Well, if you look at adherence, the level ones and twos are in yellow, level threes in blue, and gray is level four. And you can see it doesn't matter what the process is, adherence goes up. If I can move patient activation, regardless of what disease I'm dealing with, up goes adherence.
Look what else happens. The adverse things that happen in health care go down. So, the good guys—I should say good guys being more activated—are in gray. The less activated are in blue. Your chance of being readmitted is cut in half. Your chance of experiencing medical error is cut in half. Poor coordination, it's cut by about three-quarters. Suffer of health consequence due to poor provider communication or lose confidence? Dramatically reduced if they're more activated.
So, in our patients, it would behoove us if we knew a way to get them more activated. And, certainly, giving them a handout is not one.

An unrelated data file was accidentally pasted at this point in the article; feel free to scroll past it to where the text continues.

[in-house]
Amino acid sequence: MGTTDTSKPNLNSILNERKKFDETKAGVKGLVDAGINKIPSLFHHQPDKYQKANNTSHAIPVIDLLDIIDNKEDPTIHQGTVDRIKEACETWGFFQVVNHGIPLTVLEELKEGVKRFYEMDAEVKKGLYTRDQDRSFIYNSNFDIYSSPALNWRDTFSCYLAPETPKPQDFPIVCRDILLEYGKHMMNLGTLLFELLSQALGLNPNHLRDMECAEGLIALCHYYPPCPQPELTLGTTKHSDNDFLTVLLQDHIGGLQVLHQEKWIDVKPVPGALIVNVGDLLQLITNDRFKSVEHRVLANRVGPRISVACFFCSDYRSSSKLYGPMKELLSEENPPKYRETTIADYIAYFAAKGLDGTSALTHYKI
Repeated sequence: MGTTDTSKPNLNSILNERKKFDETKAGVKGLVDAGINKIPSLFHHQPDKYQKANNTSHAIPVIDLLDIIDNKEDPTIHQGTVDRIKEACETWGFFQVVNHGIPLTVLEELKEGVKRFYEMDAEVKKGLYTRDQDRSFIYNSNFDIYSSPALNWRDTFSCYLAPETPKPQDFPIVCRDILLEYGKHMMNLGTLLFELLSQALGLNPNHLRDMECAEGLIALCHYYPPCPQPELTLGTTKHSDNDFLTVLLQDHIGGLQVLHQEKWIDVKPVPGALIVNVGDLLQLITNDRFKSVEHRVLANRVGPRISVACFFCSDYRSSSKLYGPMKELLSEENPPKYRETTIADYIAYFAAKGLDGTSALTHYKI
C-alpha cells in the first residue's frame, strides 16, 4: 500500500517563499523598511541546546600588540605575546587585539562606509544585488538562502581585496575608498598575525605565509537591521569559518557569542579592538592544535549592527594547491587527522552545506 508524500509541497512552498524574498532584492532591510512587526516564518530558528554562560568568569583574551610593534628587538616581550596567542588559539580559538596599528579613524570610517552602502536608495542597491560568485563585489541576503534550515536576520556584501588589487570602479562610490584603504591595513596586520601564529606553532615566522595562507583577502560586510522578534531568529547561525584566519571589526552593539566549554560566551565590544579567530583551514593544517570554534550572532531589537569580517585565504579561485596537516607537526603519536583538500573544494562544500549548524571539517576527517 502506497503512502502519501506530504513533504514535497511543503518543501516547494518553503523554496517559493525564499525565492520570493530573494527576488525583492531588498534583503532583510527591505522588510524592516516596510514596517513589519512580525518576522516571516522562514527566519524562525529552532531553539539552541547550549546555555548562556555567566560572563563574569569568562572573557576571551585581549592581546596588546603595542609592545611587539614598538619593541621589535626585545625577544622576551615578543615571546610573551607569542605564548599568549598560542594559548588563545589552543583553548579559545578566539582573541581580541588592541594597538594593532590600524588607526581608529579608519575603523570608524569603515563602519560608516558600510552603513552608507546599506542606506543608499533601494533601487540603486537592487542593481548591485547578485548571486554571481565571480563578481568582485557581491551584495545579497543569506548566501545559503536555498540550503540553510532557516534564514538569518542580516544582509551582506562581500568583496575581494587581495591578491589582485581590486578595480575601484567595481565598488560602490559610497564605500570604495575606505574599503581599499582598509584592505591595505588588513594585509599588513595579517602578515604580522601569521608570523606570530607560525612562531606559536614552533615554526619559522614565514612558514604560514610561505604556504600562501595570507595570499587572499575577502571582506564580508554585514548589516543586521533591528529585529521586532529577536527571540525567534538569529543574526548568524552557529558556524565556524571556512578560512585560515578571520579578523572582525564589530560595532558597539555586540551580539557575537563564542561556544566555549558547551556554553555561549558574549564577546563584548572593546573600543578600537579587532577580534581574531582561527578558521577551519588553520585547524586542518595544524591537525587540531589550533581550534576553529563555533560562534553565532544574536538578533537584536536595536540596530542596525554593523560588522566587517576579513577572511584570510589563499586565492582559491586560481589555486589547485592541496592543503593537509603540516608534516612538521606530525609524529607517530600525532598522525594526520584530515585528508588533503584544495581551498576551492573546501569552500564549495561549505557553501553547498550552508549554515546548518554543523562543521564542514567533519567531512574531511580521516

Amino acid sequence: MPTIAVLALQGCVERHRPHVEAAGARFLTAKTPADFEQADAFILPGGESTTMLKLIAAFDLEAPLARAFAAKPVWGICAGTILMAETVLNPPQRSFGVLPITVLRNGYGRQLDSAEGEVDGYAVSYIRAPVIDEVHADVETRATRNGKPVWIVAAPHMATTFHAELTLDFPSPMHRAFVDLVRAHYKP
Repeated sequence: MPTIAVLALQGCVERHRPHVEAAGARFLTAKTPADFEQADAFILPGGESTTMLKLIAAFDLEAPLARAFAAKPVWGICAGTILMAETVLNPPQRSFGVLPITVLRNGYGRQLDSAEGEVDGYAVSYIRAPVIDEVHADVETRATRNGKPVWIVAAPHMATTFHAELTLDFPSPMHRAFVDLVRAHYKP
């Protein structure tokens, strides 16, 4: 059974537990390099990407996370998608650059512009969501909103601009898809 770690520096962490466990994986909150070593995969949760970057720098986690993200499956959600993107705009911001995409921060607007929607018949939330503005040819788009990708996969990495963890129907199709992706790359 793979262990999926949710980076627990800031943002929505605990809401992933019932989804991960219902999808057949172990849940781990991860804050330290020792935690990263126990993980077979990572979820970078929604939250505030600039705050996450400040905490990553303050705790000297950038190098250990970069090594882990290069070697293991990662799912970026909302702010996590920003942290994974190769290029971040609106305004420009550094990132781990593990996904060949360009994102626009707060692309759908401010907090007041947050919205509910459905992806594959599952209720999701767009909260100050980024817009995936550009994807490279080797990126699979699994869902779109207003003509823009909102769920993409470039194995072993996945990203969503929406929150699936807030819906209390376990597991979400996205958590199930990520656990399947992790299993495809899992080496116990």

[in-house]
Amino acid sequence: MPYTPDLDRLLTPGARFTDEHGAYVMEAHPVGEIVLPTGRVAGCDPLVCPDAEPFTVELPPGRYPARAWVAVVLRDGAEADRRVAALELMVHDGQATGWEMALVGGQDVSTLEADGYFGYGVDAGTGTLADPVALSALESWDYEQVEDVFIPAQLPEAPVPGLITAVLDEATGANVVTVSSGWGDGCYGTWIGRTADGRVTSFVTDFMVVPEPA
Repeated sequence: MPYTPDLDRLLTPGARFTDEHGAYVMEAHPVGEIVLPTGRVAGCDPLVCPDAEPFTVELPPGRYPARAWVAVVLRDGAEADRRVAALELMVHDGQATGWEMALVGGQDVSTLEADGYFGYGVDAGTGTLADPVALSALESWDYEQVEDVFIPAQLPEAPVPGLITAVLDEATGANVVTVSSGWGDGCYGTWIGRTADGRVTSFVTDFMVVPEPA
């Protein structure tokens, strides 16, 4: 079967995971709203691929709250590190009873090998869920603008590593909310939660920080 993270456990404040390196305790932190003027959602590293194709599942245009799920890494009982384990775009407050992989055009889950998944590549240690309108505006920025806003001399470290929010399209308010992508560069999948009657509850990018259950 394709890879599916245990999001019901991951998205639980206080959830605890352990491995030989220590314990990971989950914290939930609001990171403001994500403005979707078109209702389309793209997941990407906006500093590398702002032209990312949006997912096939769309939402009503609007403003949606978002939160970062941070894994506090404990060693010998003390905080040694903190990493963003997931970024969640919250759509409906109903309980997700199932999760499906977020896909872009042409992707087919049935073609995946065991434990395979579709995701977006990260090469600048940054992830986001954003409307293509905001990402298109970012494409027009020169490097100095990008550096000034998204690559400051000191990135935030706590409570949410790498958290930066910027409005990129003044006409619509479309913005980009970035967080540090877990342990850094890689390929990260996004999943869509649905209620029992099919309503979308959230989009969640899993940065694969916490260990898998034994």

Finally, if you're concerned about costs, guess what? It ties in directly with costs. If you’re more activated, you are in the hospital less. If you are in the hospital less, it costs less, et cetera, et cetera. Moreover, if you move somebody from a low activation to a high activation, their costs go with it.
So, can changing behavior change outcomes? This is 50 years of data, from 1960 to 2010, on public health and what it did to the average American's life expectancy.